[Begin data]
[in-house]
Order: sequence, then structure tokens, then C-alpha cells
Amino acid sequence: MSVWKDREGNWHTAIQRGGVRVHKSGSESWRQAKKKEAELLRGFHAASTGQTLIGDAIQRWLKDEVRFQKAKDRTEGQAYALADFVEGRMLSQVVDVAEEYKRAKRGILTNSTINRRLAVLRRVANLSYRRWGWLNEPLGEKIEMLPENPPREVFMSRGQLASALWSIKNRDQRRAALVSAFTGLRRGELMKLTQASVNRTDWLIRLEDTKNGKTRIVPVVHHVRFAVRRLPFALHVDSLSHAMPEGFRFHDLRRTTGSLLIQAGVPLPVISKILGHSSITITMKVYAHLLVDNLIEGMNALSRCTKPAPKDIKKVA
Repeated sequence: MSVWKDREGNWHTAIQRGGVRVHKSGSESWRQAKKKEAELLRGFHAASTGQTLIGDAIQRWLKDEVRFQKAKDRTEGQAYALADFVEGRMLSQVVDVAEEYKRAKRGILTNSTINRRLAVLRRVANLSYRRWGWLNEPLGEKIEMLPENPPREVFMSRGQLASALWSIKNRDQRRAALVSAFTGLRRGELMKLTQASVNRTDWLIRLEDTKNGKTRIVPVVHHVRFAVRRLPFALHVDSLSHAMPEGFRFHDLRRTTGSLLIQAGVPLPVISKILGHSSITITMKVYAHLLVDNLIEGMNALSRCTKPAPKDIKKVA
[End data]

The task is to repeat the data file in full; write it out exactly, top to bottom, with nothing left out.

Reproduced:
[in-house]
Order: sequence, then structure tokens, then C-alpha cells
Amino acid sequence: MSVWKDREGNWHTAIQRGGVRVHKSGSESWRQAKKKEAELLRGFHAASTGQTLIGDAIQRWLKDEVRFQKAKDRTEGQAYALADFVEGRMLSQVVDVAEEYKRAKRGILTNSTINRRLAVLRRVANLSYRRWGWLNEPLGEKIEMLPENPPREVFMSRGQLASALWSIKNRDQRRAALVSAFTGLRRGELMKLTQASVNRTDWLIRLEDTKNGKTRIVPVVHHVRFAVRRLPFALHVDSLSHAMPEGFRFHDLRRTTGSLLIQAGVPLPVISKILGHSSITITMKVYAHLLVDNLIEGMNALSRCTKPAPKDIKKVA
Repeated sequence: MSVWKDREGNWHTAIQRGGVRVHKSGSESWRQAKKKEAELLRGFHAASTGQTLIGDAIQRWLKDEVRFQKAKDRTEGQAYALADFVEGRMLSQVVDVAEEYKRAKRGILTNSTINRRLAVLRRVANLSYRRWGWLNEPLGEKIEMLPENPPREVFMSRGQLASALWSIKNRDQRRAALVSAFTGLRRGELMKLTQASVNRTDWLIRLEDTKNGKTRIVPVVHHVRFAVRRLPFALHVDSLSHAMPEGFRFHDLRRTTGSLLIQAGVPLPVISKILGHSSITITMKVYAHLLVDNLIEGMNALSRCTKPAPKDIKKVA